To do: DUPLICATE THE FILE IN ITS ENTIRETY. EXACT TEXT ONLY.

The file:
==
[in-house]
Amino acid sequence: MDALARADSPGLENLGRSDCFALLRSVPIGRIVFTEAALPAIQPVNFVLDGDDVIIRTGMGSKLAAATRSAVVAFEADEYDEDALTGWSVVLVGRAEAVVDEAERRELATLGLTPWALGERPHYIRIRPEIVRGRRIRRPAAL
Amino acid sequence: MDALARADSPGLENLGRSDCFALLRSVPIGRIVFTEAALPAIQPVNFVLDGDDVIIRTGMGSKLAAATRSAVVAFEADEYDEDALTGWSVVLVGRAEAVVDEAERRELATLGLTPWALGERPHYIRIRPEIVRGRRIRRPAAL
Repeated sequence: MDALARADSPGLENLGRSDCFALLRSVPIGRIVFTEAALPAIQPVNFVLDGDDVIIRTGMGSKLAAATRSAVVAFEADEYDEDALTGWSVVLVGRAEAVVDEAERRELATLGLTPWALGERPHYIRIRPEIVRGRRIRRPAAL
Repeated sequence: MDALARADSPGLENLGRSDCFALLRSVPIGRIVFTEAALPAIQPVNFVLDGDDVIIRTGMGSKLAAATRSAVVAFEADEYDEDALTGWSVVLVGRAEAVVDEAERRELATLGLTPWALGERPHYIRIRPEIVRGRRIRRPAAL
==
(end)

[in-house]
Amino acid sequence: MDALARADSPGLENLGRSDCFALLRSVPIGRIVFTEAALPAIQPVNFVLDGDDVIIRTGMGSKLAAATRSAVVAFEADEYDEDALTGWSVVLVGRAEAVVDEAERRELATLGLTPWALGERPHYIRIRPEIVRGRRIRRPAAL
Amino acid sequence: MDALARADSPGLENLGRSDCFALLRSVPIGRIVFTEAALPAIQPVNFVLDGDDVIIRTGMGSKLAAATRSAVVAFEADEYDEDALTGWSVVLVGRAEAVVDEAERRELATLGLTPWALGERPHYIRIRPEIVRGRRIRRPAAL
Repeated sequence: MDALARADSPGLENLGRSDCFALLRSVPIGRIVFTEAALPAIQPVNFVLDGDDVIIRTGMGSKLAAATRSAVVAFEADEYDEDALTGWSVVLVGRAEAVVDEAERRELATLGLTPWALGERPHYIRIRPEIVRGRRIRRPAAL
Repeated sequence: MDALARADSPGLENLGRSDCFALLRSVPIGRIVFTEAALPAIQPVNFVLDGDDVIIRTGMGSKLAAATRSAVVAFEADEYDEDALTGWSVVLVGRAEAVVDEAERRELATLGLTPWALGERPHYIRIRPEIVRGRRIRRPAAL